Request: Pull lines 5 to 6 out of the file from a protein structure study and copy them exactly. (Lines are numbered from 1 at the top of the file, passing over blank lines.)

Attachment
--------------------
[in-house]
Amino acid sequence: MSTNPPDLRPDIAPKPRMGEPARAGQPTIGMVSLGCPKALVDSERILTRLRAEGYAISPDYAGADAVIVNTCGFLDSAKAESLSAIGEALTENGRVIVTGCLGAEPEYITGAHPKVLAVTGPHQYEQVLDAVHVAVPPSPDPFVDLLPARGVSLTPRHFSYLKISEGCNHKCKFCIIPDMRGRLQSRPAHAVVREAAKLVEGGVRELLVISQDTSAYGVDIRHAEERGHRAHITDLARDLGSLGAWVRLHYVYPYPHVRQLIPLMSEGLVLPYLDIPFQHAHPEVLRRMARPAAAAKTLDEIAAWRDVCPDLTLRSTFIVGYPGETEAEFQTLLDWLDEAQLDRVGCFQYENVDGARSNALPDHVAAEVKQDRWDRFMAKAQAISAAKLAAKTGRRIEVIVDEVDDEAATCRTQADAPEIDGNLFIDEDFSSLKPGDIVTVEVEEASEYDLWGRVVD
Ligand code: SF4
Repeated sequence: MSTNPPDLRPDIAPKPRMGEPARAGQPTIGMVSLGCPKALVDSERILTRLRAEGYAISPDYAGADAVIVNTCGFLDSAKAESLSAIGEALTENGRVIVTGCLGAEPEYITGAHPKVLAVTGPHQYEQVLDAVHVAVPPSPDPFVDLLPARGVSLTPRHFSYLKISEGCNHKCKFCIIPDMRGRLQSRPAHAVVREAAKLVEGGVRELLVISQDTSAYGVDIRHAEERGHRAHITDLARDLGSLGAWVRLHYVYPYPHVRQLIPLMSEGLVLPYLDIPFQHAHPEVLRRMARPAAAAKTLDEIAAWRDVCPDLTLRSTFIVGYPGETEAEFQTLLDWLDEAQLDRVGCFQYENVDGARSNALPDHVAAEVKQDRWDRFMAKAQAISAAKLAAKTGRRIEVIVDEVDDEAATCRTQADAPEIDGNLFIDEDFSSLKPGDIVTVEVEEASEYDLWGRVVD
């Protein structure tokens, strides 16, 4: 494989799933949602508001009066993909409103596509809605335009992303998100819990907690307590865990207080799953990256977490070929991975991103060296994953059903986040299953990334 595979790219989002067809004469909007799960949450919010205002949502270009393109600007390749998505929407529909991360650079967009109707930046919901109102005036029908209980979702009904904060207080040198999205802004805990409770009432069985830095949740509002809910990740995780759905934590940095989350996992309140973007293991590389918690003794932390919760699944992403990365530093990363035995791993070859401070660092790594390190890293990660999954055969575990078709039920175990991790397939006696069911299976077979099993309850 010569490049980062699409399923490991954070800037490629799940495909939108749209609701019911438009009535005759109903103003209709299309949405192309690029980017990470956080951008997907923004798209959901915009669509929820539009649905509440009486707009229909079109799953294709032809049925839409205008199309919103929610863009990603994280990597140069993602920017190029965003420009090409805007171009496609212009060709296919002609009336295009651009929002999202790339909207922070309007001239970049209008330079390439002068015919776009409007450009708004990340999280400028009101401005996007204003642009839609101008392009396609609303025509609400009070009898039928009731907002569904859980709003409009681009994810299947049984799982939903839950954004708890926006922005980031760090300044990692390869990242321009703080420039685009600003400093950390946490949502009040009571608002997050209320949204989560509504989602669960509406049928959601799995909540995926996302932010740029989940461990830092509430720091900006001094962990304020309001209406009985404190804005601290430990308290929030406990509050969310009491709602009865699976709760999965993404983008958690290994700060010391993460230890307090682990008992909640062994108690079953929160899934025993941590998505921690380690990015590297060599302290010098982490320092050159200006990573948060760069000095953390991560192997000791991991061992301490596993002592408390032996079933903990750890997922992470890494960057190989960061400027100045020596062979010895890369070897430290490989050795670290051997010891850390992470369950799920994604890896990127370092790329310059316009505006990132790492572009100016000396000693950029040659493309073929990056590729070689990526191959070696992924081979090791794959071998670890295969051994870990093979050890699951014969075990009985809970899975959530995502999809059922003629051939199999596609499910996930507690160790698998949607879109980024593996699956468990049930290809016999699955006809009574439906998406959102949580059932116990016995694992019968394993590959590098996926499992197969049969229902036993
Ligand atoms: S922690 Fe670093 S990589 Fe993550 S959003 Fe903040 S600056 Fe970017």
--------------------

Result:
């Protein structure tokens, strides 16, 4: 494989799933949602508001009066993909409103596509809605335009992303998100819990907690307590865990207080799953990256977490070929991975991103060296994953059903986040299953990334 595979790219989002067809004469909007799960949450919010205002949502270009393109600007390749998505929407529909991360650079967009109707930046919901109102005036029908209980979702009904904060207080040198999205802004805990409770009432069985830095949740509002809910990740995780759905934590940095989350996992309140973007293991590389918690003794932390919760699944992403990365530093990363035995791993070859401070660092790594390190890293990660999954055969575990078709039920175990991790397939006696069911299976077979099993309850 010569490049980062699409399923490991954070800037490629799940495909939108749209609701019911438009009535005759109903103003209709299309949405192309690029980017990470956080951008997907923004798209959901915009669509929820539009649905509440009486707009229909079109799953294709032809049925839409205008199309919103929610863009990603994280990597140069993602920017190029965003420009090409805007171009496609212009060709296919002609009336295009651009929002999202790339909207922070309007001239970049209008330079390439002068015919776009409007450009708004990340999280400028009101401005996007204003642009839609101008392009396609609303025509609400009070009898039928009731907002569904859980709003409009681009994810299947049984799982939903839950954004708890926006922005980031760090300044990692390869990242321009703080420039685009600003400093950390946490949502009040009571608002997050209320949204989560509504989602669960509406049928959601799995909540995926996302932010740029989940461990830092509430720091900006001094962990304020309001209406009985404190804005601290430990308290929030406990509050969310009491709602009865699976709760999965993404983008958690290994700060010391993460230890307090682990008992909640062994108690079953929160899934025993941590998505921690380690990015590297060599302290010098982490320092050159200006990573948060760069000095953390991560192997000791991991061992301490596993002592408390032996079933903990750890997922992470890494960057190989960061400027100045020596062979010895890369070897430290490989050795670290051997010891850390992470369950799920994604890896990127370092790329310059316009505006990132790492572009100016000396000693950029040659493309073929990056590729070689990526191959070696992924081979090791794959071998670890295969051994870990093979050890699951014969075990009985809970899975959530995502999809059922003629051939199999596609499910996930507690160790698998949607879109980024593996699956468990049930290809016999699955006809009574439906998406959102949580059932116990016995694992019968394993590959590098996926499992197969049969229902036993
Ligand atoms: S922690 Fe670093 S990589 Fe993550 S959003 Fe903040 S600056 Fe970017």